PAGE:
The mesmerizing, danceable world music of the Afro-Zen Allstars may come from a lot of traditions, but its heart is in the brief, glorious flowering of Ethiopian nightlife.
In the late ’60s, strict cultural restrictions began to loosen with the decline of aging Ethiopian King Hailie Selassie, a.k.a. Ras Tafari, who’s deification by a Jamaican sect would indirectly give birth to reggae. The nightlife in the capitol, Addas Ababa, exploded with a distinctive new music that mixed traditional forms with Western jazz and rock. It was the other side of the coin from the appropriation of modal eastern forms by American groups like the Grateful Dead.
With cruel historical inevitability, the “Swinging Abbas” scene was snuffed out by a Communist military coup in 1974, resulting in massacres, curfews, and a generation of expatriate musicians seeding the form around the world.
But you don’t need to know any of this to enjoy the new CD, “The Buzz and the Bells” by Richmond’s own Afro-Zen Allstars. Or to dance to them in person with a killer band led by George M. Lowe,as well as the sinuous lead guitar of Chris Vasi, alongside a killer horn and percussion section. But the history is a reminder of the at once fragile and indestructible power of creative brilliance in dark times.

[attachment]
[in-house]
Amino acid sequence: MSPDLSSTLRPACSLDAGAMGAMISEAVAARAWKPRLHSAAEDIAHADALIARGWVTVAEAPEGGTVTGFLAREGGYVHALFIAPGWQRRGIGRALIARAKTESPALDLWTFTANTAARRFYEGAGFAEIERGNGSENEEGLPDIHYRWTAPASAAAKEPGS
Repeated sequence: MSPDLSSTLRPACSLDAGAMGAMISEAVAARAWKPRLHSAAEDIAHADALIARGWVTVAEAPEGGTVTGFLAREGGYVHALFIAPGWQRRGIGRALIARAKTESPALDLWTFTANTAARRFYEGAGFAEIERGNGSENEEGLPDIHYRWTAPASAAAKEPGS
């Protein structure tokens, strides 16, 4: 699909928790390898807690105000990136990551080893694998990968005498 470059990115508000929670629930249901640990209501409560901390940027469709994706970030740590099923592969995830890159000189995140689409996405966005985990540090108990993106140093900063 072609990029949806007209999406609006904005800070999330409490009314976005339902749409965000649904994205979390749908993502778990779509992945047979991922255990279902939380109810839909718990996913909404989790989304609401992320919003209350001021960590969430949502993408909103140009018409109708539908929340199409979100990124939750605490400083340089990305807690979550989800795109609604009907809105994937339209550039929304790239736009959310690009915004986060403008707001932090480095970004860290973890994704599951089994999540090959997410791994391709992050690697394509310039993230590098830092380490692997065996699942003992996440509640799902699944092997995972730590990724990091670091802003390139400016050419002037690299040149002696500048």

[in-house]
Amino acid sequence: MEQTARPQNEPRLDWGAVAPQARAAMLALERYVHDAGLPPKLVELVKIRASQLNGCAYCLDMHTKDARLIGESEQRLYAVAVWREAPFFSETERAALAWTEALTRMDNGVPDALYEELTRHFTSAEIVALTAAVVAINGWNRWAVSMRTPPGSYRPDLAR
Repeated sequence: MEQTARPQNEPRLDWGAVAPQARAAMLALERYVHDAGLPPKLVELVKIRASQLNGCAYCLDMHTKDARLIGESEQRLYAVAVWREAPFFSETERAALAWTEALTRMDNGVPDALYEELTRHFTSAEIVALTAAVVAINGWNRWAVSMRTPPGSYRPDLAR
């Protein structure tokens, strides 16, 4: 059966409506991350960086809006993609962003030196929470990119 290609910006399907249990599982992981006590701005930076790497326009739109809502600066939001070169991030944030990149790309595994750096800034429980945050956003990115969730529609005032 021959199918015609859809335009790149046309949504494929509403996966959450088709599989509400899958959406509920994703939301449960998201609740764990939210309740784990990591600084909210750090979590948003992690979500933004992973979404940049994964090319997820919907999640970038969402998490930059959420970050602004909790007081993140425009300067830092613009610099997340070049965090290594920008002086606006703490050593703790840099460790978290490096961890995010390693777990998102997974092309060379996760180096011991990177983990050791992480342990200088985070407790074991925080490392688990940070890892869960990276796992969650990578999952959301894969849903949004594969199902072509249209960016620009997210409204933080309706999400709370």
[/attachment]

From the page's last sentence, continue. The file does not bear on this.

As we previously wrote about the group’s new album, “The Buzz and the Bells” in this blog: “Sinuous guitars and full-bodied saxophones solo over a deep, danceable groove … Band leader/guitarist George M. Lowe arranges all of the pieces with abundant space for his bandmates to stand out amid the hypnotic whirl of moving parts. Whether floating on the undulating melodic surface or diving into the rhythmic crosscurrents, this is music that takes you somewhere.”
Sponsored by JamInc., Afro-Zen Allstars perform at Hardywood Park Craft Brewery on Wednesday, March 9 at 7 p.m. Tickets are $15.